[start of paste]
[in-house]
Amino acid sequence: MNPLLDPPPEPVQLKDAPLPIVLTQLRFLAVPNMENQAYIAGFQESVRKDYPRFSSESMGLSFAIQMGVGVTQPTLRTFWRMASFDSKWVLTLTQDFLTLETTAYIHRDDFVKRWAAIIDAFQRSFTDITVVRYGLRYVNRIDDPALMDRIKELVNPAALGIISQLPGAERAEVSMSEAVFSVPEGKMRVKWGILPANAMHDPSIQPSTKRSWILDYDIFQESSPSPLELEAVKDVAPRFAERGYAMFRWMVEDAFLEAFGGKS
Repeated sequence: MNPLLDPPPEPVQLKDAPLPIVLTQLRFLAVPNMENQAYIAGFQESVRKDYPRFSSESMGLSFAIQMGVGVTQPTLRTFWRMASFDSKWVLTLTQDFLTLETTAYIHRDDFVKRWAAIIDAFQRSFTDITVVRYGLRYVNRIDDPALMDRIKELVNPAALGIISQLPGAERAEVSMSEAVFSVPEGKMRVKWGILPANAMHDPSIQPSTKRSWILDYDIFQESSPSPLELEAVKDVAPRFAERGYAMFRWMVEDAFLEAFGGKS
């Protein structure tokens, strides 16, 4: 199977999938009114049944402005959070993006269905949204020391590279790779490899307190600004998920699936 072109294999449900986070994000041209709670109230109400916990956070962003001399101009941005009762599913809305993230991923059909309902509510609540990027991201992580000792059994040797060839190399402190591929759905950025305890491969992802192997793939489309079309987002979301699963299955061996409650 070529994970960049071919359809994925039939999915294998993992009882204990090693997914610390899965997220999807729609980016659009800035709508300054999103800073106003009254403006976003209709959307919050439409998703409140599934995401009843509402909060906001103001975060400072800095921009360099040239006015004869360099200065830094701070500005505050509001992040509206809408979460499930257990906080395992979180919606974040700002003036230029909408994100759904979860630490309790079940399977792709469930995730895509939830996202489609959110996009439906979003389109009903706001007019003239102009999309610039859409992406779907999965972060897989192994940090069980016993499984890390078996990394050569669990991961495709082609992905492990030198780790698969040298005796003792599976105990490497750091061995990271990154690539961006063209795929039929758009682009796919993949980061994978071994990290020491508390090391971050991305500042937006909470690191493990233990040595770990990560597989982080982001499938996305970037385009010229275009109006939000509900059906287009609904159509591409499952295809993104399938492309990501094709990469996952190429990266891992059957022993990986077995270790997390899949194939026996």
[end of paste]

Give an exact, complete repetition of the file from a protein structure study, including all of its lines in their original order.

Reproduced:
[in-house]
Amino acid sequence: MNPLLDPPPEPVQLKDAPLPIVLTQLRFLAVPNMENQAYIAGFQESVRKDYPRFSSESMGLSFAIQMGVGVTQPTLRTFWRMASFDSKWVLTLTQDFLTLETTAYIHRDDFVKRWAAIIDAFQRSFTDITVVRYGLRYVNRIDDPALMDRIKELVNPAALGIISQLPGAERAEVSMSEAVFSVPEGKMRVKWGILPANAMHDPSIQPSTKRSWILDYDIFQESSPSPLELEAVKDVAPRFAERGYAMFRWMVEDAFLEAFGGKS
Repeated sequence: MNPLLDPPPEPVQLKDAPLPIVLTQLRFLAVPNMENQAYIAGFQESVRKDYPRFSSESMGLSFAIQMGVGVTQPTLRTFWRMASFDSKWVLTLTQDFLTLETTAYIHRDDFVKRWAAIIDAFQRSFTDITVVRYGLRYVNRIDDPALMDRIKELVNPAALGIISQLPGAERAEVSMSEAVFSVPEGKMRVKWGILPANAMHDPSIQPSTKRSWILDYDIFQESSPSPLELEAVKDVAPRFAERGYAMFRWMVEDAFLEAFGGKS
């Protein structure tokens, strides 16, 4: 199977999938009114049944402005959070993006269905949204020391590279790779490899307190600004998920699936 072109294999449900986070994000041209709670109230109400916990956070962003001399101009941005009762599913809305993230991923059909309902509510609540990027991201992580000792059994040797060839190399402190591929759905950025305890491969992802192997793939489309079309987002979301699963299955061996409650 070529994970960049071919359809994925039939999915294998993992009882204990090693997914610390899965997220999807729609980016659009800035709508300054999103800073106003009254403006976003209709959307919050439409998703409140599934995401009843509402909060906001103001975060400072800095921009360099040239006015004869360099200065830094701070500005505050509001992040509206809408979460499930257990906080395992979180919606974040700002003036230029909408994100759904979860630490309790079940399977792709469930995730895509939830996202489609959110996009439906979003389109009903706001007019003239102009999309610039859409992406779907999965972060897989192994940090069980016993499984890390078996990394050569669990991961495709082609992905492990030198780790698969040298005796003792599976105990490497750091061995990271990154690539961006063209795929039929758009682009796919993949980061994978071994990290020491508390090391971050991305500042937006909470690191493990233990040595770990990560597989982080982001499938996305970037385009010229275009109006939000509900059906287009609904159509591409499952295809993104399938492309990501094709990469996952190429990266891992059957022993990986077995270790997390899949194939026996």